Think of a profession, any profession. Doctor, lawyer, author, game designer, whatever. Now think about people that are at the top of that field. How many of them spend a lot of time online, posting the secrets of their success? Without plugging a book, or a course, or some revenue stream or another, how many of them are sitting around giving away their trade secrets for free? Have you ever considered why they don’t?
Have You Ever Considered…
Every now and again I see some well-intentioned amateurs and people aspiring to be whatever, usually a creative field, trying to crowd source knowledge on how to break into an industry, or how to be successful at one thing or another. While there are always a few people who know what they’re talking about chiming in, there’s a lot of painful misinformation that gets spread around.
There’s often an attempt to rope seasoned professionals into the project, or conversation, or thread, or whatever. This is followed by grumbling at the lack of response from said seasoned professionals. This is the part that hurts my head. The lack of critical thinking, the entitlement, and the general failure to acknowledge boundaries astounds me.
First of all, seasoned professionals working in a field are likely spending the bulk of their time working in that field. I recognized that here in 2019 having an internet presence is a necessity, but people still need to get things done. My first tip would be to stop trying to crowd source knowledge, unplug, and go spend time learning to do the thing you’re trying to become good at.
Second, and this is important, they might not be willing to share knowledge and skills, tips and tricks, that they worked hard to acquire. It could be the competitive advantage that makes them successful in their field. They might be playing their equivalent of moneyball — if everyone starts doing it, then it stops working.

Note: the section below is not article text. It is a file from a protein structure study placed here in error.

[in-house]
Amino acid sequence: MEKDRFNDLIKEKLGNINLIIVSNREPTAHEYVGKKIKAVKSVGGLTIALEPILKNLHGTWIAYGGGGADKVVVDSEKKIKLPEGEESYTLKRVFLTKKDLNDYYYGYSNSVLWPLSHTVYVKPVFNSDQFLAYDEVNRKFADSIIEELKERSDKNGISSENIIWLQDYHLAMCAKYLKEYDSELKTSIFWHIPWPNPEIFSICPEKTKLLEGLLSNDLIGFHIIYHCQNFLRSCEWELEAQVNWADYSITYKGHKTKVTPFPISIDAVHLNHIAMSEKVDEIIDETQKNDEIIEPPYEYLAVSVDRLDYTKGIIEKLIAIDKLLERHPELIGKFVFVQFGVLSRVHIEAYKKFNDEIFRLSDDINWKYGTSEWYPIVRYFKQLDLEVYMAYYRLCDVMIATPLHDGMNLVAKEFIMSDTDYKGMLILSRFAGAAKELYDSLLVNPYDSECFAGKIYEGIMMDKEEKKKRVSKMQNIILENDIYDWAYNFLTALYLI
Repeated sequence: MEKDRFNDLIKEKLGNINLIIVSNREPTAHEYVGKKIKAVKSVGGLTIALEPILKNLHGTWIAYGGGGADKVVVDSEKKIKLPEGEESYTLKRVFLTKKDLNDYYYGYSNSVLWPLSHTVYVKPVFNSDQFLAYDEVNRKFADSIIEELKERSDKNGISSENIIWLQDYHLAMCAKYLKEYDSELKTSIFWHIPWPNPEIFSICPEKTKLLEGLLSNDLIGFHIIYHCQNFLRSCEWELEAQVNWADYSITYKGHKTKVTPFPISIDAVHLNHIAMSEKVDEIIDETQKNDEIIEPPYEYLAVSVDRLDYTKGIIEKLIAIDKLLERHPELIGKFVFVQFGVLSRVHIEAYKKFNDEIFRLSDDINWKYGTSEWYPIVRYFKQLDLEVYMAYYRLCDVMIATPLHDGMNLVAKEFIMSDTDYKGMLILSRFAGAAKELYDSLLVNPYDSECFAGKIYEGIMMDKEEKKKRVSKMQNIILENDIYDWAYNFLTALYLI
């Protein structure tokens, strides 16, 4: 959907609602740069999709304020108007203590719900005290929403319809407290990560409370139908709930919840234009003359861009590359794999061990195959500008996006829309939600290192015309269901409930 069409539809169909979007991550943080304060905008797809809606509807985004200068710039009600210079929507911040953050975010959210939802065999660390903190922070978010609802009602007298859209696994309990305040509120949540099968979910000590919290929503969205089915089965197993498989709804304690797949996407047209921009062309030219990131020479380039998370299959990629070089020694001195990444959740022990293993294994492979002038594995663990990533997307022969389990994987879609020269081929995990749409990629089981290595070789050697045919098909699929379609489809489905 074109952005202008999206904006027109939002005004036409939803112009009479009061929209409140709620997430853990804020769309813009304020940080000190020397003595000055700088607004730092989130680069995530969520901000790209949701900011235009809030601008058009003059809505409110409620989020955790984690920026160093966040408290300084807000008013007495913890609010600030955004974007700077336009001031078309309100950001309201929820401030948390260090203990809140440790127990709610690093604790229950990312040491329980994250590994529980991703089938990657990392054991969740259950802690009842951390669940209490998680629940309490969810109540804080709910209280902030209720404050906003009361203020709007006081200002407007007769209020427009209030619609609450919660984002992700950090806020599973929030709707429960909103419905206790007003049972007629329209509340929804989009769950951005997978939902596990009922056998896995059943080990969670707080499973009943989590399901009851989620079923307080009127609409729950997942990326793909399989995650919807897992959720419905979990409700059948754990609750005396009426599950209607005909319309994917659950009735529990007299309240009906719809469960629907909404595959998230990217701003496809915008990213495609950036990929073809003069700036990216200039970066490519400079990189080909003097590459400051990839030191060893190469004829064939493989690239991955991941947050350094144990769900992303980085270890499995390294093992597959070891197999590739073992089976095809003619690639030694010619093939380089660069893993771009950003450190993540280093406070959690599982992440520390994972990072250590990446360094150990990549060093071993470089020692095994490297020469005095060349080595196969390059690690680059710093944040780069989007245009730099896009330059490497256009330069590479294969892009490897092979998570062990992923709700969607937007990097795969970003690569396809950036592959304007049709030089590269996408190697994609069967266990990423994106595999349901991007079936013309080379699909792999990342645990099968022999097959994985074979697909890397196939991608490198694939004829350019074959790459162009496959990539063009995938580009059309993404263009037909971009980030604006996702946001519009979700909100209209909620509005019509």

Not to Be Jerk, But…
In 2012 I started a business to serve as a learning laboratory while I was in business school. It was a way for me to test ideas, make mistakes, and try out some new things. When I graduated in 2014, summa cum laude, I put all of that research and analysis into the business. In 2016, based on all of the things that I’d learned, I launched a new company. It was easier to start over than to restructure the business I started before I knew what I was doing. I have earned a modest living and managed to pay the bills ever since.
Which is why I really don’t feel an obligation to give away, for free, the knowledge and experience that I spend a great deal of time and money acquiring. I also don’t think that it would make a difference if I did. Being told something and experiencing it yourself, are two different things. There are things that I was taught in the classroom that did not stick until I did them myself in my business. They made no sense until, on a practical level, I was able to see their necessity.
This is a long way around to say that there is no substitute for putting in the work. I know that’s hard for some people to hear. They’ve been trained by consumerism to expect instant gratification. It doesn’t work that way. Any success you achieve has to be earned. It isn’t easy. It’s certainly not guaranteed, even if you expend the requisite blood, toil, tears, and sweat. Yet you can’t find any success at all until you make the effort and figure it out for yourself.